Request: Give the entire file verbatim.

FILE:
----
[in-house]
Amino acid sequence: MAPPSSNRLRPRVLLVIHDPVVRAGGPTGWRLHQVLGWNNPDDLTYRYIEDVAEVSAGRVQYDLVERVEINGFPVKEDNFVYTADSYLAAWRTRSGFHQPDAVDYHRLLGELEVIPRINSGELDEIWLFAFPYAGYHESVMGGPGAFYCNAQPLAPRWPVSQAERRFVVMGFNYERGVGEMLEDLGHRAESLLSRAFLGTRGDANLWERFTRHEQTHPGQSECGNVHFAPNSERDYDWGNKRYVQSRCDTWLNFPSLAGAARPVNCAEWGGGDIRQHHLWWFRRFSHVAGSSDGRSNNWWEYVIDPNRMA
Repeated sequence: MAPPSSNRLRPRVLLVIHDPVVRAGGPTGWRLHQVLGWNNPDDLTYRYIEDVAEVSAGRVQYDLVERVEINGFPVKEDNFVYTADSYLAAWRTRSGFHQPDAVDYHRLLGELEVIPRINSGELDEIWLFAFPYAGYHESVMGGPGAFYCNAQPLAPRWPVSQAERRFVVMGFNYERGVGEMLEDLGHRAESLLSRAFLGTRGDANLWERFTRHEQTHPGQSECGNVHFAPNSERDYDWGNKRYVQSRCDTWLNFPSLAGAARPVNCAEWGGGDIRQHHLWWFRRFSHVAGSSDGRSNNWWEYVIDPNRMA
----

[in-house]
Amino acid sequence: MAPPSSNRLRPRVLLVIHDPVVRAGGPTGWRLHQVLGWNNPDDLTYRYIEDVAEVSAGRVQYDLVERVEINGFPVKEDNFVYTADSYLAAWRTRSGFHQPDAVDYHRLLGELEVIPRINSGELDEIWLFAFPYAGYHESVMGGPGAFYCNAQPLAPRWPVSQAERRFVVMGFNYERGVGEMLEDLGHRAESLLSRAFLGTRGDANLWERFTRHEQTHPGQSECGNVHFAPNSERDYDWGNKRYVQSRCDTWLNFPSLAGAARPVNCAEWGGGDIRQHHLWWFRRFSHVAGSSDGRSNNWWEYVIDPNRMA
Repeated sequence: MAPPSSNRLRPRVLLVIHDPVVRAGGPTGWRLHQVLGWNNPDDLTYRYIEDVAEVSAGRVQYDLVERVEINGFPVKEDNFVYTADSYLAAWRTRSGFHQPDAVDYHRLLGELEVIPRINSGELDEIWLFAFPYAGYHESVMGGPGAFYCNAQPLAPRWPVSQAERRFVVMGFNYERGVGEMLEDLGHRAESLLSRAFLGTRGDANLWERFTRHEQTHPGQSECGNVHFAPNSERDYDWGNKRYVQSRCDTWLNFPSLAGAARPVNCAEWGGGDIRQHHLWWFRRFSHVAGSSDGRSNNWWEYVIDPNRMA